How does an 18-year-old marketing executive go on to become Head of Performance at a powerhouse agency like OMD International? For Helena Lopez, the road was paved with a combination of curiosity, love for everything new, chance and adventure.

May 2015

Born and raised in Madrid, Helena started working full-time for Diageo when she was still doing her A-Levels. "I knew everything about the alcoholic industry — which is weird for someone so young! I loved marketing but at an early age I knew I wanted to focus on digital".

In reality, her brain probably needed to make room for new — non-alcoholic — knowledge. She continued to work full-time for the drinks giant while obtaining an undergraduate degree and postgraduate certificate in Madrid. "I loved marketing but I wanted to learn new things. I knew in university and at work I was learning what it was already well documented. I wanted more," she remembers. Looking for a challenge, her next move was an international degree so she moved to the UK.

"I had such a great experience during my second degree that I wanted to get some experience working in London too. A 9 months trip is now lasting more than 9 years". It was then that she arrived in her current career. "I applied to an offer for media planning at Barkers Zenith Optimedia because I'd had some experience in university and had done advertising at Diageo. When they interviewed me, they said it was for pay-per-click. At that time PPC was a relatively new concept to me, but I am curious so I couldn't avoid loving the role at first sight".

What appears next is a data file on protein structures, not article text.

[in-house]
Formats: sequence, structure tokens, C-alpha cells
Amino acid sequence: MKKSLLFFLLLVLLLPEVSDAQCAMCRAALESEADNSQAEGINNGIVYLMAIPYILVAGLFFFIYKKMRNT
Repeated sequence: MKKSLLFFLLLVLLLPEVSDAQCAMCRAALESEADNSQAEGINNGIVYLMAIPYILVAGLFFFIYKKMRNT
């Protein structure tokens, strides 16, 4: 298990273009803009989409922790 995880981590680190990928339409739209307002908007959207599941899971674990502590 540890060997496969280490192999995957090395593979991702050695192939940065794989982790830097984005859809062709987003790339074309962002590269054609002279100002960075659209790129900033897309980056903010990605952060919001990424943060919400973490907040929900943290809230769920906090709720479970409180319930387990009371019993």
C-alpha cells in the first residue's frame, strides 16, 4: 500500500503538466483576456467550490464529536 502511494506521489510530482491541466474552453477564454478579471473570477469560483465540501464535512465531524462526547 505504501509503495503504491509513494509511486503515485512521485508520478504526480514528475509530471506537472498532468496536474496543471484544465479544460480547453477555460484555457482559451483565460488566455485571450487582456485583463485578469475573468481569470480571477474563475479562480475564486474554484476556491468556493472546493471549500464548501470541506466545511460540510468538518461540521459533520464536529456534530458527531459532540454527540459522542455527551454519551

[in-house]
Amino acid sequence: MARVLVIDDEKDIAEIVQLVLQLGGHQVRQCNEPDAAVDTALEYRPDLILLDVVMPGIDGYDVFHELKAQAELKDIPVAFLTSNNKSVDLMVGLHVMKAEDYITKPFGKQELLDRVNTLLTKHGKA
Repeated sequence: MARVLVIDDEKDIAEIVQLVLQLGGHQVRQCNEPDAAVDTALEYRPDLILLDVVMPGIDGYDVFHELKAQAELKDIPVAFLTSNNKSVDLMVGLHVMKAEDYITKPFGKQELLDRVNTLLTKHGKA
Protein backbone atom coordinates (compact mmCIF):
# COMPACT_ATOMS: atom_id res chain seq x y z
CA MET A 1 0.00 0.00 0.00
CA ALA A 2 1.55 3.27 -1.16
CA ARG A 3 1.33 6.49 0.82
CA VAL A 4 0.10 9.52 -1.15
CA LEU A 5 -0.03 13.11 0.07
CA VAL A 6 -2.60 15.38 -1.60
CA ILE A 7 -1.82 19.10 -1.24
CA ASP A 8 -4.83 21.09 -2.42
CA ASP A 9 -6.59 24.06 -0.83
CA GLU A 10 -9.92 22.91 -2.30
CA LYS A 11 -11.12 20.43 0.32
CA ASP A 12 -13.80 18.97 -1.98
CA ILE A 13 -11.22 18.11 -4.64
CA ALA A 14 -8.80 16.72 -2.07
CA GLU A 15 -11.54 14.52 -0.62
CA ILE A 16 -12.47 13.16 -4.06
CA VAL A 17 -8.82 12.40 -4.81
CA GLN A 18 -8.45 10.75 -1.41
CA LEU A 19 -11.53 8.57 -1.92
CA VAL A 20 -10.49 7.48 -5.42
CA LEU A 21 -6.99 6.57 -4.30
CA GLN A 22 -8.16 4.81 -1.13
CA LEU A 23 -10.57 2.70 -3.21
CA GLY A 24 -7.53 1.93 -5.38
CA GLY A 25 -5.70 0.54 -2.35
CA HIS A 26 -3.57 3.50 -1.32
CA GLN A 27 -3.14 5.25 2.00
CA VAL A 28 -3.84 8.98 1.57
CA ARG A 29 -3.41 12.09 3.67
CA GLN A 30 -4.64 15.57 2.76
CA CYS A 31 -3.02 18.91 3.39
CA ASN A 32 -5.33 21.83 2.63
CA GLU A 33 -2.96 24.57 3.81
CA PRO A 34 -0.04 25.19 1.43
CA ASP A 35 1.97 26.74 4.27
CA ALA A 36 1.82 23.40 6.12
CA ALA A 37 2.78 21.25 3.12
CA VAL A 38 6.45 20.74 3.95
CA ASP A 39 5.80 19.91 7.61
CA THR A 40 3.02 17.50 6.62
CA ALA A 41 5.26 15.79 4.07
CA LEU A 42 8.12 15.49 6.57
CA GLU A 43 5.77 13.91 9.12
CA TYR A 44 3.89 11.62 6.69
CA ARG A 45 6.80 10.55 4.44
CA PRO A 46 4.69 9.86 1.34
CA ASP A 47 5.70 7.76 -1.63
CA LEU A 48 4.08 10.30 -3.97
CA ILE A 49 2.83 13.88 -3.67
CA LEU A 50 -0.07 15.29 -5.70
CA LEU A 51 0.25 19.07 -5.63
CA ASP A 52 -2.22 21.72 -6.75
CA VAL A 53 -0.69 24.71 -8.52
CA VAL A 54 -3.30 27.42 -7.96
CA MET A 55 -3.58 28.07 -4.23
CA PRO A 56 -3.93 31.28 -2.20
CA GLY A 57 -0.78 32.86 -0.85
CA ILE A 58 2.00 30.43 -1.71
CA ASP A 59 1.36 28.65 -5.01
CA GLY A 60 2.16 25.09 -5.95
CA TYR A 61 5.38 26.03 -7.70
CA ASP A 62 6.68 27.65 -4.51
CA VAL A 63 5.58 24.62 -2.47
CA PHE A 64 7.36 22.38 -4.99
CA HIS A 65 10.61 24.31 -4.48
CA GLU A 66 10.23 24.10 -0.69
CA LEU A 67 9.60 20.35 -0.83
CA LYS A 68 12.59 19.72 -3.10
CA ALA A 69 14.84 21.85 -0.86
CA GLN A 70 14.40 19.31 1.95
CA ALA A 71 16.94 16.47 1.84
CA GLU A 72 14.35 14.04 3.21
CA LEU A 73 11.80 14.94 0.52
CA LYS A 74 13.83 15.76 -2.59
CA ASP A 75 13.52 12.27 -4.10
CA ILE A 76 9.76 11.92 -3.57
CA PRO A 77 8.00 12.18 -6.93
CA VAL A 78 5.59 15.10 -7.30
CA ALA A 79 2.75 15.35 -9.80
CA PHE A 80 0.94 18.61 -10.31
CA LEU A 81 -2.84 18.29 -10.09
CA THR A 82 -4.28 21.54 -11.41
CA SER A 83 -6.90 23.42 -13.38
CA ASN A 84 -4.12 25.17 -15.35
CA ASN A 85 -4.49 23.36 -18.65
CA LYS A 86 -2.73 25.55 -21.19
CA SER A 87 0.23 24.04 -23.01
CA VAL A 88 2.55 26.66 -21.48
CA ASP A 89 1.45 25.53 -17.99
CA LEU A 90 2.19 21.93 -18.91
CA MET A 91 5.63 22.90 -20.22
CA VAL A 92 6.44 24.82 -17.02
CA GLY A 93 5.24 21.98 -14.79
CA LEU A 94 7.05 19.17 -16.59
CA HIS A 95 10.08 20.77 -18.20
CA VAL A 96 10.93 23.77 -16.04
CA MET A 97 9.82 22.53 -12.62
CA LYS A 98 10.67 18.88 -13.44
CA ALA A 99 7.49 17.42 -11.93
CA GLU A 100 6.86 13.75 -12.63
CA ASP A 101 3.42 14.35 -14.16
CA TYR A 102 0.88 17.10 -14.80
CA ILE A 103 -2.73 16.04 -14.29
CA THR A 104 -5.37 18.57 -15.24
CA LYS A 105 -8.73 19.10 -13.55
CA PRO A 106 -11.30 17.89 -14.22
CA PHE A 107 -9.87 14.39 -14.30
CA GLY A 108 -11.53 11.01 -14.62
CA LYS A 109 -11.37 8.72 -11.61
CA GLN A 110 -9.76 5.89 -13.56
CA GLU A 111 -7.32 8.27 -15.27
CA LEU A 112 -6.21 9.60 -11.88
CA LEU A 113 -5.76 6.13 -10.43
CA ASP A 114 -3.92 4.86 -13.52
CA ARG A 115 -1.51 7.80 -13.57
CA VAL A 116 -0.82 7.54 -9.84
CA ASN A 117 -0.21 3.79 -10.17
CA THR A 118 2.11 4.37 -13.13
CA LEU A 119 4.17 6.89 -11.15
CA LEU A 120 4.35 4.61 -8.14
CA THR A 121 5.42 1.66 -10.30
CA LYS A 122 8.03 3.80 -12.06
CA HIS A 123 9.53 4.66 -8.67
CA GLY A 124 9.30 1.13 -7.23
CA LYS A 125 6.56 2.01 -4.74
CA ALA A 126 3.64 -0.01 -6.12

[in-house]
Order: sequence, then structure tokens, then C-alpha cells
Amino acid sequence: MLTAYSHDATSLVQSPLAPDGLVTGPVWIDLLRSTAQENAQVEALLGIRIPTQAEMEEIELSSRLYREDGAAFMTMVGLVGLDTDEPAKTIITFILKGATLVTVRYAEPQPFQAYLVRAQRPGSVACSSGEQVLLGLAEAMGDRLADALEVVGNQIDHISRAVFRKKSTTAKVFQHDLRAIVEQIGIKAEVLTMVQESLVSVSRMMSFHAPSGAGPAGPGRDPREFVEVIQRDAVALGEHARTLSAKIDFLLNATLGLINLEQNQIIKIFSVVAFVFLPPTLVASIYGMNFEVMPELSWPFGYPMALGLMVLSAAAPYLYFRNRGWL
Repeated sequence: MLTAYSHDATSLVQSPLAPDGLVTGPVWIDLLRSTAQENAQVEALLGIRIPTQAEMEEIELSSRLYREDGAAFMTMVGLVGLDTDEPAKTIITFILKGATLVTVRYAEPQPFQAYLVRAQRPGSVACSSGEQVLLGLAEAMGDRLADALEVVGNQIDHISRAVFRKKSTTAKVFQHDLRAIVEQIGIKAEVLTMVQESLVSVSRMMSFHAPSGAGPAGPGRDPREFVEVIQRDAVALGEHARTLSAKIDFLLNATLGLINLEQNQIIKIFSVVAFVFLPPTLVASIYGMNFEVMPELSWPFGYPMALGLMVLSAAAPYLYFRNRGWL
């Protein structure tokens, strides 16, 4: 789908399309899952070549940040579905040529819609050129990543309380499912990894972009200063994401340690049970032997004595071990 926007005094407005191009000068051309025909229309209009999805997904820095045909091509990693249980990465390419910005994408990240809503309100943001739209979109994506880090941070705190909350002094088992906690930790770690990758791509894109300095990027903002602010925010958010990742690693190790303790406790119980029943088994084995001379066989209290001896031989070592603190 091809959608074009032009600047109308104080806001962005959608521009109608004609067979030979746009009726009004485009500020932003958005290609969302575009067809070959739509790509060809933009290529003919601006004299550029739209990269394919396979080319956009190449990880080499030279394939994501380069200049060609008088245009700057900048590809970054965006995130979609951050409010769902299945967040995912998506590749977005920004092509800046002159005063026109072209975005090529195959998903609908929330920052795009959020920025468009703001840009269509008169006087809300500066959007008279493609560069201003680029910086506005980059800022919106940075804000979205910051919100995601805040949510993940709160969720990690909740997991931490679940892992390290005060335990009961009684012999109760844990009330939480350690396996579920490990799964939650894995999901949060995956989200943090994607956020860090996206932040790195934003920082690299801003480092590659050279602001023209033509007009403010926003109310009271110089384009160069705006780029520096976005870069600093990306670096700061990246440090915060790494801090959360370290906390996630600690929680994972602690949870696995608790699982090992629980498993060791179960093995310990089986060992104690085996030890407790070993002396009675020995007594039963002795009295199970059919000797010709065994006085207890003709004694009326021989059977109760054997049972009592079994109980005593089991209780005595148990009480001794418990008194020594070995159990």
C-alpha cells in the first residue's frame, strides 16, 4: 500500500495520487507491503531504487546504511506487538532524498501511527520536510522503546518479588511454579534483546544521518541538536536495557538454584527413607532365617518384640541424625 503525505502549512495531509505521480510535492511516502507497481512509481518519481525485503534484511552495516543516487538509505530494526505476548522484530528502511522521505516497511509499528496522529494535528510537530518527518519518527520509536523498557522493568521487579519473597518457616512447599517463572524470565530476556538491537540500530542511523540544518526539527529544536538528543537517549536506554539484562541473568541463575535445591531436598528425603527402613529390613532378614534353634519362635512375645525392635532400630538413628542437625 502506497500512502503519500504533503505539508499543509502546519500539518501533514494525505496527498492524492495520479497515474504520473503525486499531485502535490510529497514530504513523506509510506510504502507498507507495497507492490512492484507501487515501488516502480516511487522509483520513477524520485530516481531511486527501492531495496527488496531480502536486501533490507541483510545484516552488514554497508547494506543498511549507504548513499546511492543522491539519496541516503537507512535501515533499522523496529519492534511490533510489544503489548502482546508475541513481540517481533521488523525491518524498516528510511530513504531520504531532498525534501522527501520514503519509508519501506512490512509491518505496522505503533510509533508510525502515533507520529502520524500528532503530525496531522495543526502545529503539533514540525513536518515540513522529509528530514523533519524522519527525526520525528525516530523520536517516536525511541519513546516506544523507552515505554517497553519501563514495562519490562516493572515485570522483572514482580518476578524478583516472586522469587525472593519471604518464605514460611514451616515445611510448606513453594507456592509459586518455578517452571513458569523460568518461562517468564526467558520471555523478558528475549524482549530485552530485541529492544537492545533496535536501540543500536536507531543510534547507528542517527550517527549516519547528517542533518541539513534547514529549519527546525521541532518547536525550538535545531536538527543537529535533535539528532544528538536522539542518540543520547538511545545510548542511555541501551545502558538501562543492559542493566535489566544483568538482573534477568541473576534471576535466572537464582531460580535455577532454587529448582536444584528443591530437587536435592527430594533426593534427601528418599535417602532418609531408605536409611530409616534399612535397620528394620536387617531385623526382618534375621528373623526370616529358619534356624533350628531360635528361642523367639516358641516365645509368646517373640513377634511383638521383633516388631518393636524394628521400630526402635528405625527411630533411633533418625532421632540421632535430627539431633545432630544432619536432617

"It was a great beginning and a special time, with challenging work and often long hours. You learn a lot very quickly!"

That was more than seven years ago, and — with the massive growth of search in all directions — she's been learning ever since. "I love that it constantly evolves, changes and improves. New elements are added, so the skills that you have can be applied to other disciplines, such as social, performance display, YouTube or programmatic. It is very data driven. You can test absolutely everything and across platforms. When you do it right the results are unbeatable, the quality of the connections you drive to your clients' sites is impressive. You can control, analyse and optimise everything, too."

Looking to the horizon, she's excited about the prospects of wearable technology, social, programmatic, video and voice search. But keeping on top of new developments isn't the biggest problem Helena faces though; one of the most pressing challenges is retention and recruitment of talent. "There is great rotation in the industry," she says. "The skills required for search are normally transferrable to other disciplines, so the talent pool is shrinking as demand is expanding. Companies are interested in people that started in search. They have the analytical and creative skills, so they are ready for new digital jobs."

When it comes to encouraging people to enter the field, she cautions against stereotypes. "There is a conception of search as a somewhat geeky scene full of spreadsheets and being all about numbers. But that's only one part of the job. For people who are thinking about joining a search team, some of the skills they also need to have are creativity and curiosity. It's important to enjoy your work too. Although Search is a very rewarding marketing discipline it is also hard work. If you don't enjoy your work, you will struggle."